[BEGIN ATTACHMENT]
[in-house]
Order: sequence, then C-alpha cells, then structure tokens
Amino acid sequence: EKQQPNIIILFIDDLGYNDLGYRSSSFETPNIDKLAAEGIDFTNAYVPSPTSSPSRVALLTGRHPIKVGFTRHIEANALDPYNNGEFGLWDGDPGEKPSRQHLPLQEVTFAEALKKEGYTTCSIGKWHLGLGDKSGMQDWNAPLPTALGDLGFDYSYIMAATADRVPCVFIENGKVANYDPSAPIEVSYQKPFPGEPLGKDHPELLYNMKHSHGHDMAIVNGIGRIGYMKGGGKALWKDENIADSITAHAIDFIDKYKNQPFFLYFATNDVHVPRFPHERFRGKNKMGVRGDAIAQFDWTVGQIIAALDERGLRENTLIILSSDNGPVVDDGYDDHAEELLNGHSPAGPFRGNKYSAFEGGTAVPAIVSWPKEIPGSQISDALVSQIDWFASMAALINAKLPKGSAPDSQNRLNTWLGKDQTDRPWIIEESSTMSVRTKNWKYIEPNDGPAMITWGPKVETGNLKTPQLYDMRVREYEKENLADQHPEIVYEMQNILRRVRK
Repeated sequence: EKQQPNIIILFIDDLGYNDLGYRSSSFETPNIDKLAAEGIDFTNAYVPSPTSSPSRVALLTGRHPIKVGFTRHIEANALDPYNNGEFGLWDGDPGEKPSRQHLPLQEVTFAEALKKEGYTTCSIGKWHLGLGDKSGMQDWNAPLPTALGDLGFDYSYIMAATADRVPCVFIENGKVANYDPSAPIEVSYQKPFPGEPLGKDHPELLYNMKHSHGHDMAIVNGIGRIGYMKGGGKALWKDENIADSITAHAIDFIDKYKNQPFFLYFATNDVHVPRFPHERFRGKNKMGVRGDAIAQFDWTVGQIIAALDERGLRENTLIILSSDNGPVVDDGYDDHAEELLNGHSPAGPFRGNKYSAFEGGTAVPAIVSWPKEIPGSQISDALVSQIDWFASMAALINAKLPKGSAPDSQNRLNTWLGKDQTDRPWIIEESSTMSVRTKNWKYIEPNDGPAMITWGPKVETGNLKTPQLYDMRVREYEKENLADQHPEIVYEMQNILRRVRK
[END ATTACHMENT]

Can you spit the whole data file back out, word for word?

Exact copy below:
[in-house]
Order: sequence, then C-alpha cells, then structure tokens
Amino acid sequence: EKQQPNIIILFIDDLGYNDLGYRSSSFETPNIDKLAAEGIDFTNAYVPSPTSSPSRVALLTGRHPIKVGFTRHIEANALDPYNNGEFGLWDGDPGEKPSRQHLPLQEVTFAEALKKEGYTTCSIGKWHLGLGDKSGMQDWNAPLPTALGDLGFDYSYIMAATADRVPCVFIENGKVANYDPSAPIEVSYQKPFPGEPLGKDHPELLYNMKHSHGHDMAIVNGIGRIGYMKGGGKALWKDENIADSITAHAIDFIDKYKNQPFFLYFATNDVHVPRFPHERFRGKNKMGVRGDAIAQFDWTVGQIIAALDERGLRENTLIILSSDNGPVVDDGYDDHAEELLNGHSPAGPFRGNKYSAFEGGTAVPAIVSWPKEIPGSQISDALVSQIDWFASMAALINAKLPKGSAPDSQNRLNTWLGKDQTDRPWIIEESSTMSVRTKNWKYIEPNDGPAMITWGPKVETGNLKTPQLYDMRVREYEKENLADQHPEIVYEMQNILRRVRK
Repeated sequence: EKQQPNIIILFIDDLGYNDLGYRSSSFETPNIDKLAAEGIDFTNAYVPSPTSSPSRVALLTGRHPIKVGFTRHIEANALDPYNNGEFGLWDGDPGEKPSRQHLPLQEVTFAEALKKEGYTTCSIGKWHLGLGDKSGMQDWNAPLPTALGDLGFDYSYIMAATADRVPCVFIENGKVANYDPSAPIEVSYQKPFPGEPLGKDHPELLYNMKHSHGHDMAIVNGIGRIGYMKGGGKALWKDENIADSITAHAIDFIDKYKNQPFFLYFATNDVHVPRFPHERFRGKNKMGVRGDAIAQFDWTVGQIIAALDERGLRENTLIILSSDNGPVVDDGYDDHAEELLNGHSPAGPFRGNKYSAFEGGTAVPAIVSWPKEIPGSQISDALVSQIDWFASMAALINAKLPKGSAPDSQNRLNTWLGKDQTDRPWIIEESSTMSVRTKNWKYIEPNDGPAMITWGPKVETGNLKTPQLYDMRVREYEKENLADQHPEIVYEMQNILRRVRK